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Sony Motion Eye camera explained, or how the Xperia XZ Premium shoots epic slow-motion videos

Sony Motion Eye camera explained, or how the Xperia XZ Premium shoots epic slow-motion videos

Remember the bullet time special effects introduced by the Matrix movie? Remember the action scenes of Neo caught in a mid-air battle against the evil, all-powerful agent Smith? Man, those were epic! Such stunts required some serious gear to pull off, and even though it has been two decades since then, I doubt that a modern smartphone would be enough to reproduce them. But perhaps there's a couple of phones that could get close.

At this year's Mobile World Congress, Sony introduced the Xperia XZ Premium and Xperia XZs, both of which feature a brand new camera that can perform some nifty tricks. Their Motion Eye camera, as Sony calls it, shoots dramatic slow-motion videos – four times slower than any other phone on the market – and can capture photos of moments in time before the shutter is pressed. Impressive, right? But how does this fancy new camera work? Well, that's what we're going to explain in the paragraphs below. 

How is slow-motion video made?


Back in 2015, Sony announced the fourth generation of its RX-100 compact digital camera – a camera that did not go unnoticed by photography enthusiasts. It could shoot stills at a rapid rate, video at a whopping 4K resolution, and – perhaps most impressively – slow-motion clips at a mind-boggling 960 frames per second (fps). To this day, the slowest slow-mos out of a commercially available phone do not exceed 240 fps.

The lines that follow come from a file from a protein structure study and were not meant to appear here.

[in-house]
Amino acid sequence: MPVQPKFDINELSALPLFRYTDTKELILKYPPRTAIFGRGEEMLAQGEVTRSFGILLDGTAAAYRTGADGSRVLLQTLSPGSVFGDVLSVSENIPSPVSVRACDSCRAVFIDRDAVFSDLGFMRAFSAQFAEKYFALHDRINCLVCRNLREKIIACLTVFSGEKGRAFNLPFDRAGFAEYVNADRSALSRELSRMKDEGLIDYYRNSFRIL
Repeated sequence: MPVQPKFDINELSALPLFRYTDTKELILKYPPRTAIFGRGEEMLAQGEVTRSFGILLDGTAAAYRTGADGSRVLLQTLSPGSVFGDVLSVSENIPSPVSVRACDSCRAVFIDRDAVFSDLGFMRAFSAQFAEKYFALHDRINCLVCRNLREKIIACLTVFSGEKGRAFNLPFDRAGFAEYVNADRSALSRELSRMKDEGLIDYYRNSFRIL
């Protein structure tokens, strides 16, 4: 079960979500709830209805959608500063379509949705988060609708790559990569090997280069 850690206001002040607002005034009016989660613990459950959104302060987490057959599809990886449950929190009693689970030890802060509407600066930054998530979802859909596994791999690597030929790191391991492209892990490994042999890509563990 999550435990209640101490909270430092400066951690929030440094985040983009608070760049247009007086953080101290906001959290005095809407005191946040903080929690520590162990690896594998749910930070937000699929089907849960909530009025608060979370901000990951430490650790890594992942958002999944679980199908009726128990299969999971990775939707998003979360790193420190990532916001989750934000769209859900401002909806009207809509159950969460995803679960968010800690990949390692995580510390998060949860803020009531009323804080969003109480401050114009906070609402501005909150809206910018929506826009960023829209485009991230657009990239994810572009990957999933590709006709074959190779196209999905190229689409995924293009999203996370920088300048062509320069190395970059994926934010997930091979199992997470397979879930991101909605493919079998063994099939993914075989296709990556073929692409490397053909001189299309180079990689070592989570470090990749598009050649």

Now, I better put these figures into context in case it's not entirely clear what they mean. In a nutshell, video is little more than a sequence of images/frames that change fast enough to create the illusion of motion. Traditionally, movies are shot at 24 frames per second, with some exceptions like Avatar or The Hobbit shot at 48 fps. The great majority of YouTube videos are streamed at 25 or 30 fps. 

But here's where the magic happens: if you play a video at the rate at which it was recorded (e. g. playing a regular 30fps video out of a phone at 30 frames per second) it would appear to run at a normal speed. A higher framerate would make motion in the video look a bit smoother and more realistic (possibly giving you a mild feeling of dizziness along the way), and that's pretty much it. However, if you play video at a framerate lower than the original, that would create a slow-motion effect. For example, playing a 960fps video at 30fps would make objects appear as if they're moving 32 times slower than in real life. Here's what that looks like:


How is this technically possible?